(This is mostly copied from the ssh and ssh-keygen manual pages.)
Public key authenticationPublic key authentication is based on public-key cryptography, using cryptosystems where encryption and decryption are done using separate keys, and it is unfeasible to derive the decryption key from the encryption key. The idea is that each user creates a public/private key pair for authentication purposes. The server knows the public key, and only the user knows the private key.
A private key file often has an associated passphrase for extra security. The key can only be used when the private key file can be read and the passphrase is supplied by the person running the program. We urge you to use a passphrase. The file ~/.ssh/authorized_keys in an account lists the public keys that are permitted for logging in. When the user logs in, the ssh program tells the server which key pair it would like to use for authentication. The client proves that it has access to the private key and the server checks that the corresponding public key is authorized for logins to the account.
Creating SSH KeysThe user creates his/her key pair by running ssh-keygen. This stores the private key in ~/.ssh/id_dsa (protocol 2 DSA), or ~/.ssh/id_rsa (protocol 2 RSA) and stores the public key in ~/.ssh/id_dsa.pub (protocol 2 DSA), or ~/.ssh/id_rsa.pub (protocol 2 RSA) in the user's home directory. By default, ssh-keygen creates RSA key files in ~/.ssh/.
The public key (eg: id_rsa.pub) should then be appended to the ~/.ssh/authorized_keys file of the account the person wants to access. The authorized_keys file has one key per line, though the lines can be very long. After this, the user can log in just by having the private key readable on their local computer.
Using SSH KeysWhen accessing the account the person provides the private key file (eg: id_rsa) and the passphrase that was used to create it and that is checked against the public key in the target account before access is granted. Supplying a private key to log in can be done like this:
ssh -i .ssh/id_rsa firstname.lastname@example.orgThe most convenient way to use public key authentication may be with an authentication agent. A private key is registered with the agent along with its passphrase. After that the running agent program it will supply SSH connections with the registered key. See the ssh-agent for more information.
About PassphrasesExcept in rare circumstances an SSH key should be protected by a good passphrase. A passphrase is similar to a password, except it can be a phrase with a series of words, punctuation, numbers, whitespace, or any string of characters you want. Good passphrases are 10-30 characters long, are not simple sentences or otherwise easily guessable (English prose is generally easy to predict so makes a bad passphrases), and contain a mix of upper and lowercase letters, numbers, and non-alphanumeric characters. The passphrase is entered when the SSH key is generated. The passphrase can be changed later by using the -p option to ssh-keygen.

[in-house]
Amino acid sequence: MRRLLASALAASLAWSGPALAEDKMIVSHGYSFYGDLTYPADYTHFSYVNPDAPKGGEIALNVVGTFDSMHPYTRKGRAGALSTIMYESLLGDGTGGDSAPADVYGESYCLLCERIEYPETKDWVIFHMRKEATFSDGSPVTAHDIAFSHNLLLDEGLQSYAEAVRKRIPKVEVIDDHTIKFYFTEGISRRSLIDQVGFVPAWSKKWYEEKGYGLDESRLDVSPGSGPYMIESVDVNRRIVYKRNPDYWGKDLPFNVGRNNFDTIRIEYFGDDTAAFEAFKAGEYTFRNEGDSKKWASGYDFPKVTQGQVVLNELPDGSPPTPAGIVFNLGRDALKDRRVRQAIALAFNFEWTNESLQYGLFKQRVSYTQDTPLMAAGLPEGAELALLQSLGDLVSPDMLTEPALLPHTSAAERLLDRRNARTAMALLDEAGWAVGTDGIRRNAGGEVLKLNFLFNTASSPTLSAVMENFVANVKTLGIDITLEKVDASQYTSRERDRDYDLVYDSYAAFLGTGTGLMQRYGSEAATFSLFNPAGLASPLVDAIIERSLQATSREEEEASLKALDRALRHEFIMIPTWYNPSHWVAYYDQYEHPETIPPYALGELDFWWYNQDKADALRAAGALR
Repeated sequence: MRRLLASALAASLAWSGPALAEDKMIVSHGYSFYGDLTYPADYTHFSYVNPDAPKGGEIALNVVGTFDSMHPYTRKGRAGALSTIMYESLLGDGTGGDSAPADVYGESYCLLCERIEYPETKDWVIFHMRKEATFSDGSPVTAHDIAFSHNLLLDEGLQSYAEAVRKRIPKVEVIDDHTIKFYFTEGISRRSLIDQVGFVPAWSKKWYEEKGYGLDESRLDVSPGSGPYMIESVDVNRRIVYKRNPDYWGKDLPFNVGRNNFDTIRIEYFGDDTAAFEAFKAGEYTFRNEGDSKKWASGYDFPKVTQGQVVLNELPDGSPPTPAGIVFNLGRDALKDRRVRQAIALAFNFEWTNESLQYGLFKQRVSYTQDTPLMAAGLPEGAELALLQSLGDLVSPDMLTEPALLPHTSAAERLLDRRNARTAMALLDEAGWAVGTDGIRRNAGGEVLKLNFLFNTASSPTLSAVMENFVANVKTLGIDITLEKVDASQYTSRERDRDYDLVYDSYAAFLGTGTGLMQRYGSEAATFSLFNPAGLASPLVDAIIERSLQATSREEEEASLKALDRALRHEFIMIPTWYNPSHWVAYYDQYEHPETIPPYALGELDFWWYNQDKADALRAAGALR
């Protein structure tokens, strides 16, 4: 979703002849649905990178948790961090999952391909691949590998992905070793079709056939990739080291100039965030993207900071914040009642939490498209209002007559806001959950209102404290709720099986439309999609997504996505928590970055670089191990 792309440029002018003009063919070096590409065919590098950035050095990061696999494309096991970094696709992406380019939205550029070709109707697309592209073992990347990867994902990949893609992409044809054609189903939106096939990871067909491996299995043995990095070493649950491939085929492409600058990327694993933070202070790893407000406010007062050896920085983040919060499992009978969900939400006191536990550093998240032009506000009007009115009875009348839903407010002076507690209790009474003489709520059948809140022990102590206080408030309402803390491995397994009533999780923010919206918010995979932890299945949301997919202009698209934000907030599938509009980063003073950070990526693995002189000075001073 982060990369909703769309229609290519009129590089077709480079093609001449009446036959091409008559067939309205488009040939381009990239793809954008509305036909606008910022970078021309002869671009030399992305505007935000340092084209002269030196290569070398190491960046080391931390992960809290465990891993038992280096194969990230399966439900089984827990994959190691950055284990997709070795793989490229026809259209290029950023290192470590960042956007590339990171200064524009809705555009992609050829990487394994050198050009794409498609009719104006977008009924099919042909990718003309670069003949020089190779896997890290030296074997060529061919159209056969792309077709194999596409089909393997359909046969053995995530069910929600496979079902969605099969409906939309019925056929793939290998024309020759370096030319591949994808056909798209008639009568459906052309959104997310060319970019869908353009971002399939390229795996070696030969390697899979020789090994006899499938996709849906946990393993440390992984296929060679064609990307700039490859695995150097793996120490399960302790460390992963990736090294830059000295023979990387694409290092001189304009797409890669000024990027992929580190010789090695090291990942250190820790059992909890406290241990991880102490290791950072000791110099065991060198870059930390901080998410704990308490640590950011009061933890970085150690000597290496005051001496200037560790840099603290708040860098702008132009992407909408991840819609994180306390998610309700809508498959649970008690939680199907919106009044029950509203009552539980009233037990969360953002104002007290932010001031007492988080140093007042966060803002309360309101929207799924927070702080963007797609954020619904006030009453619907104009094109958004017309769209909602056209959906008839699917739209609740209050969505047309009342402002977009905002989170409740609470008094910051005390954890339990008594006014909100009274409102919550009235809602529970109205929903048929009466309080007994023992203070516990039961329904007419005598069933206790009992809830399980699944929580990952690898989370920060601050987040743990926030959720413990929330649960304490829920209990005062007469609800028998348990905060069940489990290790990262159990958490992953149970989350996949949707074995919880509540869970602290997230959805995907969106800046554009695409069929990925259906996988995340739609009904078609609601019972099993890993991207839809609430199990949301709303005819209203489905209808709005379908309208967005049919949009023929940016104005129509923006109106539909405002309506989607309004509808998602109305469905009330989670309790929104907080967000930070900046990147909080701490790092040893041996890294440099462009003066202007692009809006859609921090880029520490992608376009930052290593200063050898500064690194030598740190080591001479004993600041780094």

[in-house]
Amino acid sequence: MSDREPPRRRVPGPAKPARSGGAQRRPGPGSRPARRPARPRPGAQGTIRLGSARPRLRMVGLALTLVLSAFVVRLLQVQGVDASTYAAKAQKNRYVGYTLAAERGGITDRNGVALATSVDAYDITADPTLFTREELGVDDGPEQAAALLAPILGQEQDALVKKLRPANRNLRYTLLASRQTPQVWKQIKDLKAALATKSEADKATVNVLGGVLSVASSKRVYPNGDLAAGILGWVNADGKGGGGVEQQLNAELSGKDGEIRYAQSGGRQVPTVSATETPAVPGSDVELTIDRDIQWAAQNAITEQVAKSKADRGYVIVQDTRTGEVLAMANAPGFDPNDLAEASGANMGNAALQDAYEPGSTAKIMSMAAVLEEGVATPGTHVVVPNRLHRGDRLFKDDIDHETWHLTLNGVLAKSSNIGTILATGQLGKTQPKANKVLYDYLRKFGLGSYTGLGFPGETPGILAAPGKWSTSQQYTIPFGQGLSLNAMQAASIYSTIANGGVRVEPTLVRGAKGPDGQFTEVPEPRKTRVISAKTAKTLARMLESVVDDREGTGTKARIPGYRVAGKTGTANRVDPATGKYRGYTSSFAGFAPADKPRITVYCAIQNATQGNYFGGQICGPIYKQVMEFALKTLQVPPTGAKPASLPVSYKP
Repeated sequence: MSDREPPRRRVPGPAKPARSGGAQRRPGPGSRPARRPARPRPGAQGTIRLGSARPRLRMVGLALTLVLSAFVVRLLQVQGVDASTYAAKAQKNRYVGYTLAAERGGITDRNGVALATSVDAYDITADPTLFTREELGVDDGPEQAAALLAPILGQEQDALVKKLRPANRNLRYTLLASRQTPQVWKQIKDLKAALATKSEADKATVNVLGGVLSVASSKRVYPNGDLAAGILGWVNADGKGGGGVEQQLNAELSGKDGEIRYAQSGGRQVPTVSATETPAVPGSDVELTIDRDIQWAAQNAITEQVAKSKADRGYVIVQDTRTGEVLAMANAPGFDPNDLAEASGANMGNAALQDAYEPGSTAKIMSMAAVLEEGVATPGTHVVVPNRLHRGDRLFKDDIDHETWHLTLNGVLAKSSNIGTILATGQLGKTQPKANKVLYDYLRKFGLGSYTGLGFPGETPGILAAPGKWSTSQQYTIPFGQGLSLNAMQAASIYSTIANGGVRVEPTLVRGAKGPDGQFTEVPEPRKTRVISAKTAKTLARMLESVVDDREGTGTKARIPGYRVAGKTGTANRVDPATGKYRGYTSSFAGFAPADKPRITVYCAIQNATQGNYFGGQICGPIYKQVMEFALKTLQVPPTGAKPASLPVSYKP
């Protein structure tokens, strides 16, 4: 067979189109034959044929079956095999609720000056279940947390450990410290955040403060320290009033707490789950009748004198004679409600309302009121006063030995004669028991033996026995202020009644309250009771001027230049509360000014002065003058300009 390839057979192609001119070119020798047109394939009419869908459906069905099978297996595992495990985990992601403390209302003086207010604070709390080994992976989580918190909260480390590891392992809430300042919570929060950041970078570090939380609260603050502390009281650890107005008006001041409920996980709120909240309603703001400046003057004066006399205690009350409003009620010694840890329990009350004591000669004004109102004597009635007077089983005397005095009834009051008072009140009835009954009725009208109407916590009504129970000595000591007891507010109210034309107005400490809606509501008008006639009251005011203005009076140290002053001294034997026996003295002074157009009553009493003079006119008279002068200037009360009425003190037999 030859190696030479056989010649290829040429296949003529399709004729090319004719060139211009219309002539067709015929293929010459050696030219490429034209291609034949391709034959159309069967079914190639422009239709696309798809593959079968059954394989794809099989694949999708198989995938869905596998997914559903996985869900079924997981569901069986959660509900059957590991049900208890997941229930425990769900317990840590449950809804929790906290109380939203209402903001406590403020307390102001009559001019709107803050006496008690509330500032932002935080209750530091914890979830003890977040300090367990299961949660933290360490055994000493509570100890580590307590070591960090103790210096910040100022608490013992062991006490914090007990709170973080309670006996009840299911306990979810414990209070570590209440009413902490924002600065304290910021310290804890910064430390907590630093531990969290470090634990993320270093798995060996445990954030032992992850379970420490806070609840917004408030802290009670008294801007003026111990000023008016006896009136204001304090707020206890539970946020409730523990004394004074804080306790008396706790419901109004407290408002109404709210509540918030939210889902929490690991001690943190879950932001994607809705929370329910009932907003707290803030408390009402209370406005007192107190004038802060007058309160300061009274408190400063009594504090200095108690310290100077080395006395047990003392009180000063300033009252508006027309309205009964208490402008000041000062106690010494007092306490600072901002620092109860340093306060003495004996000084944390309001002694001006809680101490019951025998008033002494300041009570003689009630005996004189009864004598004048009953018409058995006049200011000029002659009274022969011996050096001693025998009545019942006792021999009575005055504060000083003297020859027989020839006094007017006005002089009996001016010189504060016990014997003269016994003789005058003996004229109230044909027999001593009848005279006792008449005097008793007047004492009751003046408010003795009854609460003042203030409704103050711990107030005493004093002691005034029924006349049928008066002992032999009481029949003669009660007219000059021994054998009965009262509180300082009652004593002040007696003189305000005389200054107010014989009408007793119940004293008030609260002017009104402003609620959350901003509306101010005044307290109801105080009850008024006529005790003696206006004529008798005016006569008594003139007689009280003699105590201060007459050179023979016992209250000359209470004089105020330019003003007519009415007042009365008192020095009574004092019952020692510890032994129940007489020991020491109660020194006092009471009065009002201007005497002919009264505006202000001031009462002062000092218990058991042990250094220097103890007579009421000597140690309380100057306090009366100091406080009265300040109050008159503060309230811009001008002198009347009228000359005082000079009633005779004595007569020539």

There is no way to recover a lost passphrase. If the passphrase is lost or forgotten, a new key pair must be generated and the public key copied to the corresponding target accounts.
The public key is in the target account but logins still do not workIf group write permission is enabled on the account directory this can stop users from sshing as the account even though the user's public-key has been appended to the authorized_keys file of the account. A description of this problem is given in the section about ~/.ssh/authorized_keys in the sshd manual page. The CSE SSH server is set with StrictModes=yes.
You need to make sure your home directory, .ssh directory and the authorized_keys are not group writable.
You forgot the passphrase to your private keyThere is no way to recover a lost passphrase. If the passphrase is lost or forgotten, a new key pair must be generated and the public key copied to the corresponding target accounts.
Your DSA (ssh-dss) key is not accepted by the ssh clientIt is stated in the OpenSSH documentation that OpenSSH 7.0 and greater disable the ssh-dss (DSA) public key algorithm because it is too weak. Users are highly recommended to re-generate a RSA key. If a user insists on using an existing DSA(ssh-dss) key, they should use the following workaround to manually enable DSA key use in the ssh user configuration(~/.ssh/config) file.
- create an user configuration file in ~/.ssh/config
- set permission of this file to 600
- add the following lines to enable DSA(ssh-dss) key for the nominated host (which in this example is login.cse.unsw.edu.au)
Host login.cse.unsw.edu.au pubkeyacceptedkeytypes +ssh-dss